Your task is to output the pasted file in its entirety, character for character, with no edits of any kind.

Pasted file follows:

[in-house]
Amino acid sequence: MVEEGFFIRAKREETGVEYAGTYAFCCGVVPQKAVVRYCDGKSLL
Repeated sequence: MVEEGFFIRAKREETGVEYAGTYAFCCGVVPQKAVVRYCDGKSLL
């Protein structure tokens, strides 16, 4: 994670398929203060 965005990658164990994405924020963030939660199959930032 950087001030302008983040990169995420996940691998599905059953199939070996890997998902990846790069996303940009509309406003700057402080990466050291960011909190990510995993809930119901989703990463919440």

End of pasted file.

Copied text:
[in-house]
Amino acid sequence: MVEEGFFIRAKREETGVEYAGTYAFCCGVVPQKAVVRYCDGKSLL
Repeated sequence: MVEEGFFIRAKREETGVEYAGTYAFCCGVVPQKAVVRYCDGKSLL
């Protein structure tokens, strides 16, 4: 994670398929203060 965005990658164990994405924020963030939660199959930032 950087001030302008983040990169995420996940691998599905059953199939070996890997998902990846790069996303940009509309406003700057402080990466050291960011909190990510995993809930119901989703990463919440």